Mortgage deals with a sting in the tail

Lenders are launching a range of new ten-year, fixed-rate mortgages, but the jury is out on whether they offer value for money. Piper Terrett investigates, and rounds up the rest of the week's personal finance news.

Lenders are launching a range of new ten-year, fixed-rate mortgages, but the jury is out on whether they offer value for money, says Teresa Hunter in The Daily Telegraph some have "a nasty sting in the tail". Santander's new ten-year mortgage, charging 3.94%, requires a 40% deposit and a £995 fee. Yet the best five-year deals peg interest costs at just 2.5%. A borrower with a £100,000 mortgage would pay £4,585 more in repayments in the first five years of Santander's loan than with Yorkshire Bank's 2.49% five-year deal, although Yorkshire's £1,999 arrangement fee is more costly. Early redemption fees are also punitive.

Tenants and landlords should check that any money they give letting agents is protected, writes Tanya Powley in FT Money. From this autumn, all letting and managing agents will have to belong to a scheme of redress that allows an independent party to rule on disputes between landlords and tenants over deposits. However, industry groups warn that rules are also needed to protect tenants (or landlords) against fraud. As Isobel Thomson of the National Approved Letting Scheme notes: "If an agent disappears with the contents of the client account, the ombudsman can't give you your money back." Letting agents are thought to handle about £14bn a year in rent and deposits. Consumers should choose agents who are members of industry bodies, such as the Association of Residential Letting Agents, which offer client money protection schemes to protect landlords' and tenants' cash.

The cost of living may have fallen, but savers still face a struggle to find an inflation-beating interest rate, says Hilary Osborne in The Guardian. The Consumer Prices Index inflation rate fell to 2.4% in April. To beat that, basic-ratetaxpayers must earn 3% in a tax-paying account, while higher-rate taxpayers need 3.99%. A survey of 861 such accounts by Moneyfacts found only one account paying 3% Virgin Money's five-year fixed-rate bond. Choice is also limited in the tax-free individual savings account (Isa) market. The best deals are Virgin Money's at 3%, Principality Building Society's five-year bond,paying 2.75%, and Coventry Building Society's two-year fix, paying 2.55%.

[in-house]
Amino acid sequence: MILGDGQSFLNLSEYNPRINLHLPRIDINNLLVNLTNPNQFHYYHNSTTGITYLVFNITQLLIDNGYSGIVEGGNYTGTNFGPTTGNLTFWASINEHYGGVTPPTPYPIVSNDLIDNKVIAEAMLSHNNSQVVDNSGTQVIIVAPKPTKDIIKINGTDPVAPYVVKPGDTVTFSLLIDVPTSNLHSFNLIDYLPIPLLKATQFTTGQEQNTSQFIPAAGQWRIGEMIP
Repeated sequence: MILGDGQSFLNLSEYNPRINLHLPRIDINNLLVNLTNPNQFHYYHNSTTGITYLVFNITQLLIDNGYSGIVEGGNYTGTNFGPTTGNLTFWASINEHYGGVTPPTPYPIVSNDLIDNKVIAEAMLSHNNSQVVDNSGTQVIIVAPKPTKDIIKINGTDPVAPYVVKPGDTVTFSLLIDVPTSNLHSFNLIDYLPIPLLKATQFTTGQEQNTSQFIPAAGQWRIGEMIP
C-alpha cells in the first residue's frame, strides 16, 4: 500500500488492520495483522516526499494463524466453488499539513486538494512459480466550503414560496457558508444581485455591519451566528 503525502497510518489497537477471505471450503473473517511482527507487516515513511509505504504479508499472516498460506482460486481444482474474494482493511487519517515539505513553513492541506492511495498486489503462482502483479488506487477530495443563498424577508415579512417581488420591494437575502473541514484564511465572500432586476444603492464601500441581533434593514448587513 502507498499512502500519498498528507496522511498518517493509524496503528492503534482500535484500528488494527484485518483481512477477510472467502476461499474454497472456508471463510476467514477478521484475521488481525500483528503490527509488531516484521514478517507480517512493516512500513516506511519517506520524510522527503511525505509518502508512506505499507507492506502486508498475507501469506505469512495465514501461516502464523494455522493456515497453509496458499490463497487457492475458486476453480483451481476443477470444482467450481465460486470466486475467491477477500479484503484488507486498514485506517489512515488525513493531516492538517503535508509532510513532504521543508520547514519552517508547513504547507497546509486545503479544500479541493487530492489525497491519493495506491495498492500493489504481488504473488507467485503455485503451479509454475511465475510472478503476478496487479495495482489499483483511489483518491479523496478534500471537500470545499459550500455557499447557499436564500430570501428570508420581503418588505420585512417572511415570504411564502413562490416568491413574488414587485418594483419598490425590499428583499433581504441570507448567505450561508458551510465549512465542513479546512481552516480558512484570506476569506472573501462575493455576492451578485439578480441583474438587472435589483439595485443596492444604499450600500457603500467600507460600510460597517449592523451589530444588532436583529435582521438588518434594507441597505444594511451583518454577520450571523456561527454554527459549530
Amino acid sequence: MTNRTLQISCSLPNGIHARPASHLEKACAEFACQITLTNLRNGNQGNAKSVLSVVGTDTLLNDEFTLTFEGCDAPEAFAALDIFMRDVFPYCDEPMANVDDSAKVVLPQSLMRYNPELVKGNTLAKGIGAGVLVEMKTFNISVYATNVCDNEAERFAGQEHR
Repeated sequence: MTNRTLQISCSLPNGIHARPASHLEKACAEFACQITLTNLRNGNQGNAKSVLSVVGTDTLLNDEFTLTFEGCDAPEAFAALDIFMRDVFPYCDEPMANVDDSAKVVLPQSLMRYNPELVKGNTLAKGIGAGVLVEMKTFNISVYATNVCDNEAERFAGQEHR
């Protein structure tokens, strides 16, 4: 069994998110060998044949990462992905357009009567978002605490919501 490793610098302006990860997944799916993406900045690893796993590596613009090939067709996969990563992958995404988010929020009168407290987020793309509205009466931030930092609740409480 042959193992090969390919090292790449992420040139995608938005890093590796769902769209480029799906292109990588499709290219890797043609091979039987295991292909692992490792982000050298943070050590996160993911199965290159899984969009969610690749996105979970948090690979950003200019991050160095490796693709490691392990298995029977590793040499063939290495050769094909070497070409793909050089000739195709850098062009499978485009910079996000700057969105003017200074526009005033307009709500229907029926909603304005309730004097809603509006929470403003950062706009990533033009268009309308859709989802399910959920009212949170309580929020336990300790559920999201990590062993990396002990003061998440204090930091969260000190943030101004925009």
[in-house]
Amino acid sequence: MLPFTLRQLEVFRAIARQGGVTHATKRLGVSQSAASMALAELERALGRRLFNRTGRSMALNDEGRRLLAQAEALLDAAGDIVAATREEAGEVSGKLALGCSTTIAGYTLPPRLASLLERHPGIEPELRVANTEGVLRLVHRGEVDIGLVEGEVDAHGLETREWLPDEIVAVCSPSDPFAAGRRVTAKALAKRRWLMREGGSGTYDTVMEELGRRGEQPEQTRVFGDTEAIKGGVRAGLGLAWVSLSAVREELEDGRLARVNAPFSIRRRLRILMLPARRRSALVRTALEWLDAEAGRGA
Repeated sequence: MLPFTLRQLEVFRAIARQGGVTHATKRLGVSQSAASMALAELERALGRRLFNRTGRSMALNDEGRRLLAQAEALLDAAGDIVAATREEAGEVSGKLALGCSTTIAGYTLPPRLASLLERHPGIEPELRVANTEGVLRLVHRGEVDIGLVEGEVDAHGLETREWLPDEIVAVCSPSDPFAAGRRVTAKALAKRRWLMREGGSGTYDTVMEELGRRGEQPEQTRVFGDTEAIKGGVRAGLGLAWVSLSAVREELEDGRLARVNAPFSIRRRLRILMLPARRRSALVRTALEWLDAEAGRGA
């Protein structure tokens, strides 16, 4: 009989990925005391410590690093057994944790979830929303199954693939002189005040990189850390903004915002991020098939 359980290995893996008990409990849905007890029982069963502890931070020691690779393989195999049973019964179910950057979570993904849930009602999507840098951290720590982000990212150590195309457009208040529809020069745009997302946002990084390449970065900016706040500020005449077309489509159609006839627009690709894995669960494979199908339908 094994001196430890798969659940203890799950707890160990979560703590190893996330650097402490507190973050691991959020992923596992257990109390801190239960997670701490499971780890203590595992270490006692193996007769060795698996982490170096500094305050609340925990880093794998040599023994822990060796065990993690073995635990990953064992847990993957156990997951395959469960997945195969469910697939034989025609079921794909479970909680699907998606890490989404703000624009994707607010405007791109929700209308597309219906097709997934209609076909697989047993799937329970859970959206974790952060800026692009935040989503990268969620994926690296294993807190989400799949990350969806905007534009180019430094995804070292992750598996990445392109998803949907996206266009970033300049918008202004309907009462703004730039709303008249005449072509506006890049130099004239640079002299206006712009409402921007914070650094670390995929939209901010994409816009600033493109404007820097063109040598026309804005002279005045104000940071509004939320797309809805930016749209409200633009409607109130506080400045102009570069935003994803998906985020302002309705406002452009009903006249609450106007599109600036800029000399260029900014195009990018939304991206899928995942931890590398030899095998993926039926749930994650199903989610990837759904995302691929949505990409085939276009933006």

Recommended

Should you fix your mortgage? Interest rates have hit a five-year high
Mortgages

Should you fix your mortgage? Interest rates have hit a five-year high

Mortgage interest rates hit a five-year high last month. So should you fix your mortgage rate? And if so, how long should you fix for? Ruth Jackson in…
4 May 2022
Should you use your savings to overpay your mortgage?
Mortgages

Should you use your savings to overpay your mortgage?

Early mortgage repayments could be a better way to save in a low interest-rate environment, says Ruth Jackson-Kirby.
2 Mar 2022
How to keep your mortgage payments low as interest rates rise
Mortgages

How to keep your mortgage payments low as interest rates rise

Rising interest rates pose a threat to your mortgage, but it’s not all bad news. Here are some ways to secure a better rate.
11 Feb 2022
UK house prices hit a fresh record last month, but the market may be cooling off
House prices

UK house prices hit a fresh record last month, but the market may be cooling off

Average UK house prices rose in January shows Halifax data but there are signs that the market is cooling down. Saloni Sardana looks at why prices may…
7 Feb 2022

Most Popular

Get set for another debt binge as real interest rates fall
UK Economy

Get set for another debt binge as real interest rates fall

Despite the fuss about rising interest rates, they’re falling in real terms. That will blow up a wild bubble, says Matthew Lynn.
15 May 2022
High inflation will fade – here’s why
Inflation

High inflation will fade – here’s why

Many people expect high inflation to persist for a long time. But that might not be true, says Max King. Inflation may fall faster than expected – and…
13 May 2022
Is the oil market heading for a supply glut?
Oil

Is the oil market heading for a supply glut?

Many people assume that the high oil price is here to stay – and could well go higher. But we’ve been here before, says Max King. History suggests tha…
16 May 2022